The packaging said to soak for 30 minutes, but Maangchi says to soak for 4-6 hours. That’s a big difference! I’ve never used shitake mushrooms, and I didn’t want to screw this up. So I emailed her, and she was kind enough to respond! I guess it depends on the mushrooms, but I just decided to soak them for about 4 hours. I really wanted to follow directions this time.
I was lucky enough to find go to the market to find out that this was on sale! I love it when that happens!
Cut them between the bones.
And them make slits on the opposite side of the bone. I made two slits in each.
I know it’s not the prettiest photo with all that stuff floating around, but do you want visuals or not? Soak the ribs in cold water for 30 minutes to an hour, changing the water a few times. This will get rid of any blood there might be. This step is optional if you’re pressed for time. BTW, these ribs don’t have slits in them, because I forgot. I actually took them out of the water and slit them and put them back. That’s what happens when you take a million photos while you cook.
Boil a pot of water. Then boil the ribs for about 5-1o minutes. How do you like the black and white? Just wanted to try something different.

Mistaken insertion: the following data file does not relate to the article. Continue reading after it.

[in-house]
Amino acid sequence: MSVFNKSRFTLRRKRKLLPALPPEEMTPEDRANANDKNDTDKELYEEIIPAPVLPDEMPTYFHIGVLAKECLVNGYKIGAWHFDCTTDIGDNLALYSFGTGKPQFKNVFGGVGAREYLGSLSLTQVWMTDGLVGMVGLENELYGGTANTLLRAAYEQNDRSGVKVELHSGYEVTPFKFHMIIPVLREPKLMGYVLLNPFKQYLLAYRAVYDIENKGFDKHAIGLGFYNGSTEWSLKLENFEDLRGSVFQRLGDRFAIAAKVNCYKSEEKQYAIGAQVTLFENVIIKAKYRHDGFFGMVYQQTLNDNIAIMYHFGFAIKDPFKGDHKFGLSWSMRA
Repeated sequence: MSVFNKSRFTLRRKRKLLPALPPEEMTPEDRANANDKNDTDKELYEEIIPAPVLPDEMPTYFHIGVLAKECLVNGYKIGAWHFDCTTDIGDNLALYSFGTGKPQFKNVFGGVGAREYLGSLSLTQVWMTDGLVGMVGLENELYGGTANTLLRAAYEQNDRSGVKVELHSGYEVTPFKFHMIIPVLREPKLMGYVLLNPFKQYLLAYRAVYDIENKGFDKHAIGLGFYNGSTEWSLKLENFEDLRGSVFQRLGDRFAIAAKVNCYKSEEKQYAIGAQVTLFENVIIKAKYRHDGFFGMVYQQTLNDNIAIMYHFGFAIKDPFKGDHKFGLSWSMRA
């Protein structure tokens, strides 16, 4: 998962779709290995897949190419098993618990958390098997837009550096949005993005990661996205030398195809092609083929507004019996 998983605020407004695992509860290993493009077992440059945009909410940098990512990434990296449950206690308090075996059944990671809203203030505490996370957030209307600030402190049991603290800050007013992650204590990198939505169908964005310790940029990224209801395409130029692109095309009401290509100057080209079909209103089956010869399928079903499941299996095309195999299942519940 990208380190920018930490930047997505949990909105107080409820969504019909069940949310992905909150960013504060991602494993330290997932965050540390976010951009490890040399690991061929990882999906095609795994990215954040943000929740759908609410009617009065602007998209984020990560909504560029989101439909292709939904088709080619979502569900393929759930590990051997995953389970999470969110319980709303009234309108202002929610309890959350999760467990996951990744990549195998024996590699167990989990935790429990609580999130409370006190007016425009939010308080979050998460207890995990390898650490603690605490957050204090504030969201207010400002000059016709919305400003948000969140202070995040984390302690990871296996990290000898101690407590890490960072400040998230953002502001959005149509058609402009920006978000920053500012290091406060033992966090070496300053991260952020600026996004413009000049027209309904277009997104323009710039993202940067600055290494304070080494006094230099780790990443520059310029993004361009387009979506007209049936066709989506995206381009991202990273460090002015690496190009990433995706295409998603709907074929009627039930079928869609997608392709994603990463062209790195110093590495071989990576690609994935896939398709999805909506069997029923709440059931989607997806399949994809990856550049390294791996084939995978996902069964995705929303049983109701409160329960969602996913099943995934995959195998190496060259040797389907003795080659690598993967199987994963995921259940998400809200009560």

After the quick dip in the jacuzzi, give them a nice cold shower (just rinse…no shampoo). Clean your pot and put the ribs back in the pot. I could just eat them right now! I know Kuma would. She smelled her way to the kitchen at this step.
In a bowl, get the sauce ready: water, soy sauce, garlic, onion, cooking wine, and brown sugar. If you don’t have cooking wine or sake, try soju, or whatever floats your boat. Just kidding. Or am I…
Shower the ribs with the sauce. They’re having a good time. Let them boil in medium heat for 20 minutes.
While you wait, prepare the veggies. Peel the carrot and radish, and cut them into chunks.
Round the edges, making them into the best possible balls you can make. It’s a lot harder than I thought. You can skip this, if you’re not feeling it. It’s more for looks and so that the edges won’t break off while cooking and stirring.